I was tempted to take a break from blogging after reading this post on a friend’s blog this morning: “I’m taking a week off from blogging. Lots happening in my world this summer. And it’s getting a little more difficult to keep up with…which is a great thing!”
Yes, friends, I too will have some really cool things to talk about in the coming days and weeks. There is just so much going on this summer!
The ways and timing or God’s mercy and grace can be so fascinating—and infuriating. God is curious to us when we are living in a posture of trust. If He is infuriating us, that’s a clue that we are not trusting him. I am currently fascinated by the way God is moving.
It was just seven months ago (at the turn of the new year) that I was sharing with you about a new and extreme level of strain on our caregiving situation. We’ve been getting a few weeks of reprieve from that strain with extra hands on deck this summer. Still, various other challenging things about Carly’s situation have actually gotten worse. For example, her health, sleep, and anxiety issues remain forefront of our minds and consume our lifestyle. Another hospital procedure is being scheduled for the first week of August, we’re getting set up in a new multi-specialty clinic for a transition of care, and we’re renewing commitment to therapies that have been set aside for a few years.
The net of it is this — Life at the Jamieson house is the usual mixed bag of chaos, challenge, and delight. In many ways, our family is not all that different from many other caregiving families in the summer. We are wrestling between the joys of extra family time and moments when stress triggers problematic communication. And because I am hearing from so many other families about how relationships are experiencing extra strain, I decided to skip the break and just face the issue head on in my post today.
The hectic demands and worrisome health decline associated with Carly’s current situation contribute to stresses and fatigue in our household. It doesn’t take much to trigger tension and sensitivity in conversations and relationships. So, we’re trying to be careful about staying on top of biblical practices that help keep relationships strong and healthy. One of the tools that moves us toward strength and healing is found in the 12-step process. It involves the practice of making amends.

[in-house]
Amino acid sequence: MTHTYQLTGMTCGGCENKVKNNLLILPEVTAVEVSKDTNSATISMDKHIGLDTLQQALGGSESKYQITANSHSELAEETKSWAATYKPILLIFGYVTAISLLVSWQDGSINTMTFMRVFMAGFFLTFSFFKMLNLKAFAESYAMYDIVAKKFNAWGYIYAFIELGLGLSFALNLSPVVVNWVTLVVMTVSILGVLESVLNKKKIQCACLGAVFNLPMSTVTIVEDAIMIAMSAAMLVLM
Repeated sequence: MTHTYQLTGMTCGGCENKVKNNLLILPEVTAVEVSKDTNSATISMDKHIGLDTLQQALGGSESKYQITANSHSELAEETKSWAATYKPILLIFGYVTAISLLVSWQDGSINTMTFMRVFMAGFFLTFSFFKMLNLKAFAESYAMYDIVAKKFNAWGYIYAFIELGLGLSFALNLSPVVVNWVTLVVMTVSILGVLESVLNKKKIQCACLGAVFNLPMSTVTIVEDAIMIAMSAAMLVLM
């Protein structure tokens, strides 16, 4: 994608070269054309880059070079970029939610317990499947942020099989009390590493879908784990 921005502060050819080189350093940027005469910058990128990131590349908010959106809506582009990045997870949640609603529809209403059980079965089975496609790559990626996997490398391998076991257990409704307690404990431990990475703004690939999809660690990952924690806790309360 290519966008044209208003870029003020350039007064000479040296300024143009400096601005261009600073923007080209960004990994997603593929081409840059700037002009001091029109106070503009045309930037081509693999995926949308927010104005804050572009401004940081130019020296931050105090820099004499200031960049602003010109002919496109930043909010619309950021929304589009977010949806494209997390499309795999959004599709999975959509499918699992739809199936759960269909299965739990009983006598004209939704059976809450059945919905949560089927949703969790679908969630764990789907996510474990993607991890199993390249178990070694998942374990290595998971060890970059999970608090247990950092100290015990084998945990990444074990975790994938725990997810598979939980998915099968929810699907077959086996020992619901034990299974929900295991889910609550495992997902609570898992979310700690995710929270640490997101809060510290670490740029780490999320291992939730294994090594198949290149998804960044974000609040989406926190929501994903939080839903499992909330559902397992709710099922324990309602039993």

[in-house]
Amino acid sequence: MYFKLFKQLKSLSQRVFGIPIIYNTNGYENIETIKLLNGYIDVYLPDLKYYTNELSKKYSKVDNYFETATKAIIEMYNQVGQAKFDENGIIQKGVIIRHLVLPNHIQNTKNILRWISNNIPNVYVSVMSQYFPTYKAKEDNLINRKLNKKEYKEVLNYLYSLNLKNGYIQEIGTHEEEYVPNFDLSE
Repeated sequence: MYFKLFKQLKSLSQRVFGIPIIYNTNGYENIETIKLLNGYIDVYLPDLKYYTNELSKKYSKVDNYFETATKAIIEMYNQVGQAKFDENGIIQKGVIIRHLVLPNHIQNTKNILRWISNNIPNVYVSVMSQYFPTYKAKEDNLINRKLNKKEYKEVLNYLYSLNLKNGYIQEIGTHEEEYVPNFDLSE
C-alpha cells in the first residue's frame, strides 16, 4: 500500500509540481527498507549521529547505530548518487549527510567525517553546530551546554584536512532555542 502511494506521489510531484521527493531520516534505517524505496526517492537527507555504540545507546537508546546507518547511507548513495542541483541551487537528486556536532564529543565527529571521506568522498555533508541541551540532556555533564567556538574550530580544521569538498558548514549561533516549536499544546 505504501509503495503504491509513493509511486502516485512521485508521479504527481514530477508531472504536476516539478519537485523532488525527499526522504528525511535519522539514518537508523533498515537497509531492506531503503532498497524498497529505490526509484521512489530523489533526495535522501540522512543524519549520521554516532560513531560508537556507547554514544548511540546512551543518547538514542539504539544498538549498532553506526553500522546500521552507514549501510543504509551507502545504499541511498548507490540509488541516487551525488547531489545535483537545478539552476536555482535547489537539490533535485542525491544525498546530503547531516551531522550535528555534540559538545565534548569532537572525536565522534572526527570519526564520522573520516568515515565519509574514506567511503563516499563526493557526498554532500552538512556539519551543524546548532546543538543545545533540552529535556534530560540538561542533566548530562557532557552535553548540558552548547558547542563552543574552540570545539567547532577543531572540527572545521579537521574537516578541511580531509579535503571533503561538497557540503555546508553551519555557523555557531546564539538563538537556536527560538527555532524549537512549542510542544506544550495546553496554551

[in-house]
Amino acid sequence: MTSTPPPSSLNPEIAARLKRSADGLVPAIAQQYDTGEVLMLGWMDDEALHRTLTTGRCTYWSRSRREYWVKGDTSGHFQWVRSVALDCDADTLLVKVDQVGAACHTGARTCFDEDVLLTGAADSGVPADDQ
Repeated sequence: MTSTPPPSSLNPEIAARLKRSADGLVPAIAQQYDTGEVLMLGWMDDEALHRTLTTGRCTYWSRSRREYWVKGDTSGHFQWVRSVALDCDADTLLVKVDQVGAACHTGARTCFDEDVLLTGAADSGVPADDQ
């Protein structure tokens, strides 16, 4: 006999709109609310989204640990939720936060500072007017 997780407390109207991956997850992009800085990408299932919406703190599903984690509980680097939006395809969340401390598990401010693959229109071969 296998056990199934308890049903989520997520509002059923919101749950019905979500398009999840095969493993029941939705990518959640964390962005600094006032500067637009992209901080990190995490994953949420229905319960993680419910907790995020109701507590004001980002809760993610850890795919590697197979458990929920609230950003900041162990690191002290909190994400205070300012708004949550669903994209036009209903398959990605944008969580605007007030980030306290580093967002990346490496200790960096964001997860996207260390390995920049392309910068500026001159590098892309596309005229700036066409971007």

Have you heard of the 12-step process? Steps 8 and 9 are very helpful — even essential — in the caregiving home (any home, for that matter).
I make a list of the people I have hurt and become willing to go to them to mend the relationship.
I make amends with the people I have hurt, except when to do so might bring harm to them or others.
Forgiveness opens the door to freedom and healing. Many years ago, my mentor and counselor Ron Keller encouraged me this way, “Closure brings healing and changes wounds into scars. Scars don’t hurt—they are only reminders of something that happened in the past.” Practicing a lifestyle of making quick amends has lifted many weights, clouds, and wounds from my life over the years.
In his book, Discover Your Course for Life, Ron explains, “Wounds are like open reservoirs in our minds that are filled with mostly unresolved experiences. A simple word from another person, a “tone” or a glance, can trigger an inappropriate, disproportionate response to the situation. This naive, innocent input from the other person can set off a chain reaction or overwhelming, out of control behavior without us knowing where that intensity came from.”
By the love that you have for one another, the world will know that you are my disciples.
If you remember that your brother/sister has something against you, leave your offering there before the alter, go and be reconciled to your brother/sister first and then come back and present your offering.
Caregiver stress is no excuse for sin. We are imperfect people in the trenches of complicated lives. We will be vulnerable to sin and sensitivity. But we have the Holy Spirit and biblical tools to help is overcome temptation and be redeemed from mistakes. Let our prayer be not for perfection but trust and obedience.
Sometimes the power isn’t in doing it perfectly the first time but making a godly recovery to come on the side of victory!
May God multiply that kind of grace in our lives this summer and beyond.
Lisa Jamieson is a caregiver consultant, pastoral counsellor and author of popular books and Bible studies including Finding Glory in the Thorns and Jesus, Let’s Talk. She leads a weekly online discussion group welcoming caregivers in families living with disability. Lisa and her husband, Larry, are co-founders of Walk Right In Ministries, a non-profit organization building faith and community with special needs families. They live in Minnesota with the youngest of their three grown daughters, Carly, who has Angelman Syndrome.